Germany and the Far Eastern Crisis, 1931-1938: A Study in Diplomacy and Ideology

Germany and the Far Eastern Crisis, 1931-1938: A Study in Diplomacy and Ideology

Germany and the Far Eastern Crisis, 1931-1938: A Study in Diplomacy and Ideology

Germany and the Far Eastern Crisis, 1931-1938: A Study in Diplomacy and Ideology

Excerpt

This book examines the part played by the German Foreign Office, the Wilhelmstrasse, in the making of Germany's Far Eastern policy from 1931 to 1938 with particular reference to the Nazi period. The history of Germany's position and relationships in the Far East, from the outbreak of the Manchurian Crisis in September 1931 to the withdrawal of the German Ambassador to China in the summer of 1938, covers a progression from a situation of fairly equal and mutual relations with China and Japan, somewhat economically weighted in China's direction and from September 1931 termed 'neutrality', to one of gradual commitment to Japan. How this occurred is examined here from the viewpoint of the Wilhelmstrasse, the Ministry usually but not always looked to for advice, guidance, and leadership in the making of German foreign policy.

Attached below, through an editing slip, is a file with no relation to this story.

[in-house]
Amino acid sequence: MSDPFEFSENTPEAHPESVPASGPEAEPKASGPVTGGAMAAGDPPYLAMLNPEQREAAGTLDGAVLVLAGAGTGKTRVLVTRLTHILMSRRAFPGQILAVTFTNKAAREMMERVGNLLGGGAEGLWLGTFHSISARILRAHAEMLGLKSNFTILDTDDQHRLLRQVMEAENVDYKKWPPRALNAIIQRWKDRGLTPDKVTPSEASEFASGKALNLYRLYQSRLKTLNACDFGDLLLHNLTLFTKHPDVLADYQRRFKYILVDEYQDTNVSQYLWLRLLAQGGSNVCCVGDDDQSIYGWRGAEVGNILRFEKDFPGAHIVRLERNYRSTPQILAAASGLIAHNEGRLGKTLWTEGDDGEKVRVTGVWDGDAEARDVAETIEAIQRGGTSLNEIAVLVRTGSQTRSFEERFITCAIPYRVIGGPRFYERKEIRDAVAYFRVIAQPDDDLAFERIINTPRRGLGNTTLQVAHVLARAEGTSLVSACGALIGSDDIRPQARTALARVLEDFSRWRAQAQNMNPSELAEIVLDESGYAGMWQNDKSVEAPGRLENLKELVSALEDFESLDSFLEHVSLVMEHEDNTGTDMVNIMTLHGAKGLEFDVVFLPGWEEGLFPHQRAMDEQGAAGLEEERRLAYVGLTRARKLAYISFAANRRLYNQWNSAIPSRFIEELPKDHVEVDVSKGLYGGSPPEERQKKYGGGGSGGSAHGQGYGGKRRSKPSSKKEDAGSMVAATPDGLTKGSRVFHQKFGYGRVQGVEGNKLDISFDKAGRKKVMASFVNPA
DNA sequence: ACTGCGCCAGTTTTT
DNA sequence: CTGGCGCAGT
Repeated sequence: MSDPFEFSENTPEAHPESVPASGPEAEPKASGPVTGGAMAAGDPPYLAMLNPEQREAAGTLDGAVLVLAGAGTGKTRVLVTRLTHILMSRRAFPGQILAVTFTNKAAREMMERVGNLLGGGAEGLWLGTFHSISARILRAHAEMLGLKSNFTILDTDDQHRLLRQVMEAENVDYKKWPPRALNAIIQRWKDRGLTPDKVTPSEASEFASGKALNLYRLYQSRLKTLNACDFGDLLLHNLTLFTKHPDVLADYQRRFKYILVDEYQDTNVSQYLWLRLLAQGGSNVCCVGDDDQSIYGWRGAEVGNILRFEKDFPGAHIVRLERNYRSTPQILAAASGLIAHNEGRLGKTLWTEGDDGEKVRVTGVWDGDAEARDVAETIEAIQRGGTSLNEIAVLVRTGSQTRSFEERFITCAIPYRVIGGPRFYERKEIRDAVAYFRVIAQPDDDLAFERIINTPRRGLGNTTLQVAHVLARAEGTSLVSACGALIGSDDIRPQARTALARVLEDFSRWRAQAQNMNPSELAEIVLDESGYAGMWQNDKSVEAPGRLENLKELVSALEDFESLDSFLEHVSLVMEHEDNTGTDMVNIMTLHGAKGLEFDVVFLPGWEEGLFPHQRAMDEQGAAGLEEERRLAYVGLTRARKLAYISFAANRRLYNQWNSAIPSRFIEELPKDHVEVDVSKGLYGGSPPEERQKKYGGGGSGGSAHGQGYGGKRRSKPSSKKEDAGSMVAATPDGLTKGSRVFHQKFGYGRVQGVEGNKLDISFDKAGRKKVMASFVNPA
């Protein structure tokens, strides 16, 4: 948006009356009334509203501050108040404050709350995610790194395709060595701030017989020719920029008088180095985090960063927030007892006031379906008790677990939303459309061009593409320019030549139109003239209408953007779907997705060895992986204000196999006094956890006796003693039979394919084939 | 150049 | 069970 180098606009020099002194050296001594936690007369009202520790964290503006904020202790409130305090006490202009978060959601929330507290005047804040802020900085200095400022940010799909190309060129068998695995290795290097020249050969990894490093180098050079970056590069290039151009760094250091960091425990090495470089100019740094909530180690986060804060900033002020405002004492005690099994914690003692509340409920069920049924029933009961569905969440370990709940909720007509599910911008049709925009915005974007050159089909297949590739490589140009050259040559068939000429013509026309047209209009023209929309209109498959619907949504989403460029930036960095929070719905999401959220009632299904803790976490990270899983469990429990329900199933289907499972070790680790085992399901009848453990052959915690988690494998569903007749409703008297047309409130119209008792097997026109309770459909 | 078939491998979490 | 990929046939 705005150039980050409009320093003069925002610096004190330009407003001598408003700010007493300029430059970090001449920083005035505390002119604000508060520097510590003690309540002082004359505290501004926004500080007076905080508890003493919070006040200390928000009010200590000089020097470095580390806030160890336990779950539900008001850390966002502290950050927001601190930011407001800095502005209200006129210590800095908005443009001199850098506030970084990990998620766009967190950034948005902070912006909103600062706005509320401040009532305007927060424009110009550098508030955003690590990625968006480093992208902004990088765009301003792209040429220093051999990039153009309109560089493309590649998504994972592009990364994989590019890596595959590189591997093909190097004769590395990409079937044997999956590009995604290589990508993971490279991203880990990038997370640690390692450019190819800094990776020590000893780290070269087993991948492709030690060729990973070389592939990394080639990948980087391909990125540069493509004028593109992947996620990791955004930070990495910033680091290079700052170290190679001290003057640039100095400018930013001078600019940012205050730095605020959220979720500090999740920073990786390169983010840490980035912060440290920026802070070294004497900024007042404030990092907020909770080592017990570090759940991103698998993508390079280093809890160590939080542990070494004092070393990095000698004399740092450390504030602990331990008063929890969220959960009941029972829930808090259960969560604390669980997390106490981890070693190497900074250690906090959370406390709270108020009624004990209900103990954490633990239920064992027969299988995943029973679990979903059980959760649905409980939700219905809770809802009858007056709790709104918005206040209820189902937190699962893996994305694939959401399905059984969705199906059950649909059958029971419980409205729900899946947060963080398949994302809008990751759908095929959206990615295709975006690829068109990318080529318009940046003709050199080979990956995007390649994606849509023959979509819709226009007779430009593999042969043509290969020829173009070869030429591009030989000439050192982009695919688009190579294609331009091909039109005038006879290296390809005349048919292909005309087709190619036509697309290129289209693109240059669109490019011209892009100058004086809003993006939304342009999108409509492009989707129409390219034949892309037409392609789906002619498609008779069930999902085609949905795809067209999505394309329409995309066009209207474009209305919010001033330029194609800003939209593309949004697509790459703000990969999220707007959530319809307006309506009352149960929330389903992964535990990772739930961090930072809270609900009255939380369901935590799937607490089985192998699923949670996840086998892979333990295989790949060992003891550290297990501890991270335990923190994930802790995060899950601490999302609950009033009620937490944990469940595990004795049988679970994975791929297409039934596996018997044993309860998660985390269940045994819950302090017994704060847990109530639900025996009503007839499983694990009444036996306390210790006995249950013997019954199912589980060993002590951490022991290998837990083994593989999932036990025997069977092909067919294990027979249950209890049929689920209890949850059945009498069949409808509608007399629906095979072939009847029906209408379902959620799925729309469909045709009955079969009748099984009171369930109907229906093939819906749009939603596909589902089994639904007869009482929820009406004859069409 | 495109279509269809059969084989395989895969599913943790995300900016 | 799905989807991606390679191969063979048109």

In many respects the establishment of the National Socialist régime in Germany in 1933 presented the German Foreign Office with no new problems in so far as its constitutional function and political position regarding the formulation and execution of foreign policy was concerned. Its primary function was to proffer advice to the political leadership of the country and to execute the general lines of policy decided by that leadership. This had been its function before 1933, and the Hitler government was no exception to the general rule that overall lines of policy were decided and dictated at the top and left to others for detailed execution. Under democratic régimes this process of decision making in foreign and domestic policy--in which the officials of the Foreign Office expected to play their full part because of their professional experience, knowledge, and expertise--had often confronted the Foreign Office and other Ministries with the problem that 'outsiders' would be employed by the government for the formulation and even the execution of policies. From January 1933, with the institution of the 'anarchic-impulsive dictatorship', when Hitler not only permitted but positively encouraged inter-personal and inter-departmental rivalry as a means of ensuring the maintenance of his authority and . . .

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